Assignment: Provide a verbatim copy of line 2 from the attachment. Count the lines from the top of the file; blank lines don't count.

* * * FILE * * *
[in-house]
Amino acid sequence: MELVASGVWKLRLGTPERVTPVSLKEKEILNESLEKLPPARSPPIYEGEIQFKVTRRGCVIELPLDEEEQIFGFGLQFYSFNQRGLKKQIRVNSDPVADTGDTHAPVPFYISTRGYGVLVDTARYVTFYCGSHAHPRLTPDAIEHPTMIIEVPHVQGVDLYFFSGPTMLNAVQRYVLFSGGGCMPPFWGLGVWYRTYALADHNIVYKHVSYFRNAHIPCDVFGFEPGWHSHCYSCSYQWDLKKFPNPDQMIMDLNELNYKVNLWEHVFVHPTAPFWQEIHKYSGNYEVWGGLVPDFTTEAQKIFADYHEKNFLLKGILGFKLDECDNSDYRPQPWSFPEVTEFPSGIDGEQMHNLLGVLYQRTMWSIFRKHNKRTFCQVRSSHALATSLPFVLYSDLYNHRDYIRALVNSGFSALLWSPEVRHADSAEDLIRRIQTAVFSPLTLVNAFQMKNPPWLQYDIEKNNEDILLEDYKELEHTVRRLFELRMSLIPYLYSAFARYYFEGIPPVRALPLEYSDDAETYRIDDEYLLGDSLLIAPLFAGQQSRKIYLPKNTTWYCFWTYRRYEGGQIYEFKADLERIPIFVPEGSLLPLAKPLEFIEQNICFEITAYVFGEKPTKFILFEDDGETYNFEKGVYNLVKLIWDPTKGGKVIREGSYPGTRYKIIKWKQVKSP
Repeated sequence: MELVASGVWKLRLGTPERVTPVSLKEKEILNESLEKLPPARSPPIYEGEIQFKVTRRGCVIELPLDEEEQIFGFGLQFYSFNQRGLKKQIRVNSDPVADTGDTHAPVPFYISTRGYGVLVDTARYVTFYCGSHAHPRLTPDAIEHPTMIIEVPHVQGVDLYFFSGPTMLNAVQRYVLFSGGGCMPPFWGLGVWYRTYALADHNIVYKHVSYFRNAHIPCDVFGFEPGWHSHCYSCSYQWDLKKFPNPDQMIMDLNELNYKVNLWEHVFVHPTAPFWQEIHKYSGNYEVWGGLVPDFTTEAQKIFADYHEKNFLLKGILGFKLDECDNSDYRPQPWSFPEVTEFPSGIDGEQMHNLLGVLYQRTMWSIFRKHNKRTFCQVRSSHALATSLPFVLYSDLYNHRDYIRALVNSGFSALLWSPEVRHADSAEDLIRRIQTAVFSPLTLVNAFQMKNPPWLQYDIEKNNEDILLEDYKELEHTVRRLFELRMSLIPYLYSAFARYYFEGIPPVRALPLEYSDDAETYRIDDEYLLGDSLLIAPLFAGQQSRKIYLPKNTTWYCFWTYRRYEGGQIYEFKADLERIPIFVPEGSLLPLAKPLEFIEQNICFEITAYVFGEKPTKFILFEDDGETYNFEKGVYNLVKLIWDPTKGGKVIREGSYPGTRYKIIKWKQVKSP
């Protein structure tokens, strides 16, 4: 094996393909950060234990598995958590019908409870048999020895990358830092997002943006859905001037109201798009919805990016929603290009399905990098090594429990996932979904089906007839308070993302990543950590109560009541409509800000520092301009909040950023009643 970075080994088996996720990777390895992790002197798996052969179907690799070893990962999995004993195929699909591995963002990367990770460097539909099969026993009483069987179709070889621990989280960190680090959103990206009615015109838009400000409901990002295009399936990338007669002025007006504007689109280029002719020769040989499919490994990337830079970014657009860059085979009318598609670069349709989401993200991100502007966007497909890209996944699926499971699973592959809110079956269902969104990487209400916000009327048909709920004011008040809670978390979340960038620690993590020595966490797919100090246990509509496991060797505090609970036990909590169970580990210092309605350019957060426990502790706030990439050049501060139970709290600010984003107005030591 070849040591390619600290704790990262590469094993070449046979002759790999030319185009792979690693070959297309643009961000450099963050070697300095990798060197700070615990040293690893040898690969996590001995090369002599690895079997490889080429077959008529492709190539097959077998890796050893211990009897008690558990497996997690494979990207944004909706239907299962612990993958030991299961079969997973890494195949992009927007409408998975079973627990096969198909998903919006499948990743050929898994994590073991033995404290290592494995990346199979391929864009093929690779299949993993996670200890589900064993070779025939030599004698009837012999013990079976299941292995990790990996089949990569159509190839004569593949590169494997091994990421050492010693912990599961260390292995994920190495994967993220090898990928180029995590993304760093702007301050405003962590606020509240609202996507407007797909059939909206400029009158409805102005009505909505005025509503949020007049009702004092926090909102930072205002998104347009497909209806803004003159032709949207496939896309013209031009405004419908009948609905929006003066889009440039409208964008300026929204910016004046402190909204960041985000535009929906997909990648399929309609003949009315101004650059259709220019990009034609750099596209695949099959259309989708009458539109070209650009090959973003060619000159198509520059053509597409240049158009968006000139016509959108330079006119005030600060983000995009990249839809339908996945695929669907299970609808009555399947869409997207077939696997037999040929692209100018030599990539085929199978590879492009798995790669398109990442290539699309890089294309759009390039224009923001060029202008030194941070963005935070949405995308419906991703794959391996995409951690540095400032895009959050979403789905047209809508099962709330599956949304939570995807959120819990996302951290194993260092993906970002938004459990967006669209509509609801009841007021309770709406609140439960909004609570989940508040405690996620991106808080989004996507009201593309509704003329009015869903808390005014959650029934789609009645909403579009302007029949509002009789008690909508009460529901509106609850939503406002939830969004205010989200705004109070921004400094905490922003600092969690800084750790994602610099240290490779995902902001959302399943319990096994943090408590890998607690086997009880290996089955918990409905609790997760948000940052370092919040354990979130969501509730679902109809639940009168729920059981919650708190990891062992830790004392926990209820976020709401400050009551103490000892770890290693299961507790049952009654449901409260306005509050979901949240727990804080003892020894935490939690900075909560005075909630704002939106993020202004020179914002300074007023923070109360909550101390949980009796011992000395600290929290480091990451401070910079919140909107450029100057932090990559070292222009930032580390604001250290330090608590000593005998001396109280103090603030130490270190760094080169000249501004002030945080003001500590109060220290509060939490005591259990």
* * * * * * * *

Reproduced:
Amino acid sequence: MELVASGVWKLRLGTPERVTPVSLKEKEILNESLEKLPPARSPPIYEGEIQFKVTRRGCVIELPLDEEEQIFGFGLQFYSFNQRGLKKQIRVNSDPVADTGDTHAPVPFYISTRGYGVLVDTARYVTFYCGSHAHPRLTPDAIEHPTMIIEVPHVQGVDLYFFSGPTMLNAVQRYVLFSGGGCMPPFWGLGVWYRTYALADHNIVYKHVSYFRNAHIPCDVFGFEPGWHSHCYSCSYQWDLKKFPNPDQMIMDLNELNYKVNLWEHVFVHPTAPFWQEIHKYSGNYEVWGGLVPDFTTEAQKIFADYHEKNFLLKGILGFKLDECDNSDYRPQPWSFPEVTEFPSGIDGEQMHNLLGVLYQRTMWSIFRKHNKRTFCQVRSSHALATSLPFVLYSDLYNHRDYIRALVNSGFSALLWSPEVRHADSAEDLIRRIQTAVFSPLTLVNAFQMKNPPWLQYDIEKNNEDILLEDYKELEHTVRRLFELRMSLIPYLYSAFARYYFEGIPPVRALPLEYSDDAETYRIDDEYLLGDSLLIAPLFAGQQSRKIYLPKNTTWYCFWTYRRYEGGQIYEFKADLERIPIFVPEGSLLPLAKPLEFIEQNICFEITAYVFGEKPTKFILFEDDGETYNFEKGVYNLVKLIWDPTKGGKVIREGSYPGTRYKIIKWKQVKSP